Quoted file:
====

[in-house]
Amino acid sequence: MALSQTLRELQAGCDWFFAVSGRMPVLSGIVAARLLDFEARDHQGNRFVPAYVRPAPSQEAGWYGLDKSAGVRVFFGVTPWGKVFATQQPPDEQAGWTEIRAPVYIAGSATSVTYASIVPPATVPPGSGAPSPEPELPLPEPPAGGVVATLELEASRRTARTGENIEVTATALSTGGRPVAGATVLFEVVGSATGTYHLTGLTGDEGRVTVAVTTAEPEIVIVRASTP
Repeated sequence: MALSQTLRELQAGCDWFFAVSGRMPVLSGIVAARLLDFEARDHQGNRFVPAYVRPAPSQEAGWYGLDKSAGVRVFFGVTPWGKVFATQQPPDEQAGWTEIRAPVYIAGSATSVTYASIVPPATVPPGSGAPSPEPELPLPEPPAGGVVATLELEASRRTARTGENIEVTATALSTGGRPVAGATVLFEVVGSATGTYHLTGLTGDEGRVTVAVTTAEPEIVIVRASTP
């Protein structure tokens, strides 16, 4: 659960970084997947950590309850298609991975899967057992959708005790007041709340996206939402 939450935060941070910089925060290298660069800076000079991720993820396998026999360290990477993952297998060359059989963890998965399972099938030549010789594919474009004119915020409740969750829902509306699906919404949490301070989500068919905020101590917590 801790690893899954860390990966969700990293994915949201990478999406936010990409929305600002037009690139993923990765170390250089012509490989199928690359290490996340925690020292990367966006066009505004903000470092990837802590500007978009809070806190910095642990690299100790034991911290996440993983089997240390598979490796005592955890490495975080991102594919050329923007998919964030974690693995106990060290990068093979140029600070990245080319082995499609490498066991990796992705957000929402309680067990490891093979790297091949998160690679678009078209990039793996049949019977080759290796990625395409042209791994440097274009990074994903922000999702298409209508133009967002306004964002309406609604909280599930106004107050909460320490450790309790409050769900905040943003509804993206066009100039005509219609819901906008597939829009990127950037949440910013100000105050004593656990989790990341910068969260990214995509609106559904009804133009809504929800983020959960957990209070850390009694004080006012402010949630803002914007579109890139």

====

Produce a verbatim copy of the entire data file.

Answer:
[in-house]
Amino acid sequence: MALSQTLRELQAGCDWFFAVSGRMPVLSGIVAARLLDFEARDHQGNRFVPAYVRPAPSQEAGWYGLDKSAGVRVFFGVTPWGKVFATQQPPDEQAGWTEIRAPVYIAGSATSVTYASIVPPATVPPGSGAPSPEPELPLPEPPAGGVVATLELEASRRTARTGENIEVTATALSTGGRPVAGATVLFEVVGSATGTYHLTGLTGDEGRVTVAVTTAEPEIVIVRASTP
Repeated sequence: MALSQTLRELQAGCDWFFAVSGRMPVLSGIVAARLLDFEARDHQGNRFVPAYVRPAPSQEAGWYGLDKSAGVRVFFGVTPWGKVFATQQPPDEQAGWTEIRAPVYIAGSATSVTYASIVPPATVPPGSGAPSPEPELPLPEPPAGGVVATLELEASRRTARTGENIEVTATALSTGGRPVAGATVLFEVVGSATGTYHLTGLTGDEGRVTVAVTTAEPEIVIVRASTP
């Protein structure tokens, strides 16, 4: 659960970084997947950590309850298609991975899967057992959708005790007041709340996206939402 939450935060941070910089925060290298660069800076000079991720993820396998026999360290990477993952297998060359059989963890998965399972099938030549010789594919474009004119915020409740969750829902509306699906919404949490301070989500068919905020101590917590 801790690893899954860390990966969700990293994915949201990478999406936010990409929305600002037009690139993923990765170390250089012509490989199928690359290490996340925690020292990367966006066009505004903000470092990837802590500007978009809070806190910095642990690299100790034991911290996440993983089997240390598979490796005592955890490495975080991102594919050329923007998919964030974690693995106990060290990068093979140029600070990245080319082995499609490498066991990796992705957000929402309680067990490891093979790297091949998160690679678009078209990039793996049949019977080759290796990625395409042209791994440097274009990074994903922000999702298409209508133009967002306004964002309406609604909280599930106004107050909460320490450790309790409050769900905040943003509804993206066009100039005509219609819901906008597939829009990127950037949440910013100000105050004593656990989790990341910068969260990214995509609106559904009804133009809504929800983020959960957990209070850390009694004080006012402010949630803002914007579109890139």